Freighter La Rance A Victim Of War
By James Donahue
The floors of the seas of the world are strewn with the wrecks of great ships that were deliberately sunk by submarines
during the two great world wars. The French cargo vessel La Rance is just one of those victims. It lies near Planier Island,
Marseille, after being torpedoed and shelled on December 2, 1917.
The La Rance was steaming from Marseille to Algiers, under the command of Captain Joseph Galliard, when it was sunk
by the German U-boat UC-67, commanded by Karl Neumann. Galliard and three other members of his crew died in the shelling.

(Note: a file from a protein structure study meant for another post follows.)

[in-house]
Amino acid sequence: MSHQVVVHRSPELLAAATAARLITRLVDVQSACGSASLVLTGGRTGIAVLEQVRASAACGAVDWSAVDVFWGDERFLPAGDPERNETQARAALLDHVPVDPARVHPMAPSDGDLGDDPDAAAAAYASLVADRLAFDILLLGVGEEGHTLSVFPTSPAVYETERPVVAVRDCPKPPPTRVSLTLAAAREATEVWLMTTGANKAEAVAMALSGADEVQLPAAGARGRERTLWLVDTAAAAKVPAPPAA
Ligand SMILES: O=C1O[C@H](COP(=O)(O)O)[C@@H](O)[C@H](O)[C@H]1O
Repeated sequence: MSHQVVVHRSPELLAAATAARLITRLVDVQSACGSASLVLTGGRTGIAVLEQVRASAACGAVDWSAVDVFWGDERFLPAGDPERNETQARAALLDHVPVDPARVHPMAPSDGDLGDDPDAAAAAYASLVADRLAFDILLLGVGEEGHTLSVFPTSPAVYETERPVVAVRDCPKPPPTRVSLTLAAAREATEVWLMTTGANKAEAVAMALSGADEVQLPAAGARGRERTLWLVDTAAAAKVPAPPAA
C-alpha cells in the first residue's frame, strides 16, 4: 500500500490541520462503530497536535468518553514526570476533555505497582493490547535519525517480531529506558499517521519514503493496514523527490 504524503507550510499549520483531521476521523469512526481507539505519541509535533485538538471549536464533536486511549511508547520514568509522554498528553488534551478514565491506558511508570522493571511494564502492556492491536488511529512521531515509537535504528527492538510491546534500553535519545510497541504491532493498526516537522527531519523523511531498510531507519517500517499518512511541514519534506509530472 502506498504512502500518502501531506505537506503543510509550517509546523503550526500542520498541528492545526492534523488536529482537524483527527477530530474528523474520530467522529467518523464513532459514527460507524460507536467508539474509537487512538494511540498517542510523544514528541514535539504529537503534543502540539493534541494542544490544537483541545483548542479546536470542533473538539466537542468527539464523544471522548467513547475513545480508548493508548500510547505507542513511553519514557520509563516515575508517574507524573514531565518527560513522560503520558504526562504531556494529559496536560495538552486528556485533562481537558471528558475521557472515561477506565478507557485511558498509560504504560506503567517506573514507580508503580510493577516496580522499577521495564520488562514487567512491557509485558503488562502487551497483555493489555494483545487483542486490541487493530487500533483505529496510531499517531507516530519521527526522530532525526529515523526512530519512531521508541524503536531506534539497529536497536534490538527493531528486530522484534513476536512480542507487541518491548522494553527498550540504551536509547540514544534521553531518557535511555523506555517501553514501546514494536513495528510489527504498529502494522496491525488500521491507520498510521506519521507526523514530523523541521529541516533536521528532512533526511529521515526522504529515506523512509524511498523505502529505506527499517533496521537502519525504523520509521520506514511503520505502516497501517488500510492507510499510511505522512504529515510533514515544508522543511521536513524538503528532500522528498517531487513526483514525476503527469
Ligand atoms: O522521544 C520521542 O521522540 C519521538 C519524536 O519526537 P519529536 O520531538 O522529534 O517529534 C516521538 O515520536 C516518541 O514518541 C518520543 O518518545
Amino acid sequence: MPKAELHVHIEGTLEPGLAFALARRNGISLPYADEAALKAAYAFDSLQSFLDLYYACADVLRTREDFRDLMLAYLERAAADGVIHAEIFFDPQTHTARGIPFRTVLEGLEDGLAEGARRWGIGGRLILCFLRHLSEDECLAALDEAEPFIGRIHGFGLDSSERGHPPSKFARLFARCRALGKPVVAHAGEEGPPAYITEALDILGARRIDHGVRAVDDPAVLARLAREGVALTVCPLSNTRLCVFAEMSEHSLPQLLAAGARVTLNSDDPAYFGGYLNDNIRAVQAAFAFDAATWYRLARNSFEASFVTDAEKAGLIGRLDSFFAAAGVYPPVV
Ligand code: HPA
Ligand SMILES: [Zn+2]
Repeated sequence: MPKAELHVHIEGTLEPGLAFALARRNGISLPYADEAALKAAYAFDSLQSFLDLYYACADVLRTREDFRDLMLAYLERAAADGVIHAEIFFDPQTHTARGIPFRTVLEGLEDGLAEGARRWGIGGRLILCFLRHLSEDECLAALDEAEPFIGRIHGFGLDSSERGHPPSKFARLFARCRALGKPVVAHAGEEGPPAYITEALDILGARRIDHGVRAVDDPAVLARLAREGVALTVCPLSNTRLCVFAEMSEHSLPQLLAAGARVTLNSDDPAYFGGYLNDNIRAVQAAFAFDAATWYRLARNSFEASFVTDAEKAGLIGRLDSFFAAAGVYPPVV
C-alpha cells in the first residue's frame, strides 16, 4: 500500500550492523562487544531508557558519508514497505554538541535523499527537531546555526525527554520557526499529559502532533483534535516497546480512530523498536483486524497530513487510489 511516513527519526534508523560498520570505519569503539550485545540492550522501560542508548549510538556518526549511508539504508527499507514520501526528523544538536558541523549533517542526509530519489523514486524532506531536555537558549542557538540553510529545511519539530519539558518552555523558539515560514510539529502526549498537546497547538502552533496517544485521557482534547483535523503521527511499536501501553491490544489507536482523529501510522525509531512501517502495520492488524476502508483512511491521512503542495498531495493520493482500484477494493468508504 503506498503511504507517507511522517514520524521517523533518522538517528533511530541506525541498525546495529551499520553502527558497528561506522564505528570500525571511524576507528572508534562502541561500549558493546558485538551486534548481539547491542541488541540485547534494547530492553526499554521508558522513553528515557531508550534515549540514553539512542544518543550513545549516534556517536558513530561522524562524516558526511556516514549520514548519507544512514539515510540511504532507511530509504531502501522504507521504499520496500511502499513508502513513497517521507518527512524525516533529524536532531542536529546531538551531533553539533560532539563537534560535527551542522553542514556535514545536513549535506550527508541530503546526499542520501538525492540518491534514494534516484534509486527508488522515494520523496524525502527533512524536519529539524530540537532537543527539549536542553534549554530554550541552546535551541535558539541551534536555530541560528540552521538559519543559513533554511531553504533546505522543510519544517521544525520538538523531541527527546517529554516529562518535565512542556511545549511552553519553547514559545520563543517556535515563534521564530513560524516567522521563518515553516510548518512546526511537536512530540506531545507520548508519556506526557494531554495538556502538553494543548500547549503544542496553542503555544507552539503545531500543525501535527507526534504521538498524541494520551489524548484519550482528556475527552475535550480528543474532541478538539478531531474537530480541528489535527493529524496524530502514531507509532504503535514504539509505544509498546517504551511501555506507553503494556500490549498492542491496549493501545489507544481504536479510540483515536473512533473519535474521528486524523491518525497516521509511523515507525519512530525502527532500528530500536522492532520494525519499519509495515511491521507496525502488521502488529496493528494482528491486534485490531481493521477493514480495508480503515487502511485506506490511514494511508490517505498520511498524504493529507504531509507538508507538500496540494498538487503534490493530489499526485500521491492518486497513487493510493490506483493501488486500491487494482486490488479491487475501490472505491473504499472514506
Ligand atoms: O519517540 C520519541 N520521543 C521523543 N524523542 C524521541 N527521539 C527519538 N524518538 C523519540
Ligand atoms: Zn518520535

The rest of the ship’s crew was rescued by the trawler Gabriella, which was on auxiliary patrol and arrived on
the scene in time to chase away the U-boat and take on survivors.
That is about all that we know about the events that destroyed the La Rance.
The vessel was not a large ship at 298 feet. It was launched in 1906 so had been steaming the oceans for 11 years before
it was destroyed. At the time of the sinking it was owned by Cie. Generale Transatlantique of St. Nazaire.
Because it was operating at war time, the ship was equipped with one stern gun and one in the bow. The weapons obviously
didn’t stave off the submarine attack.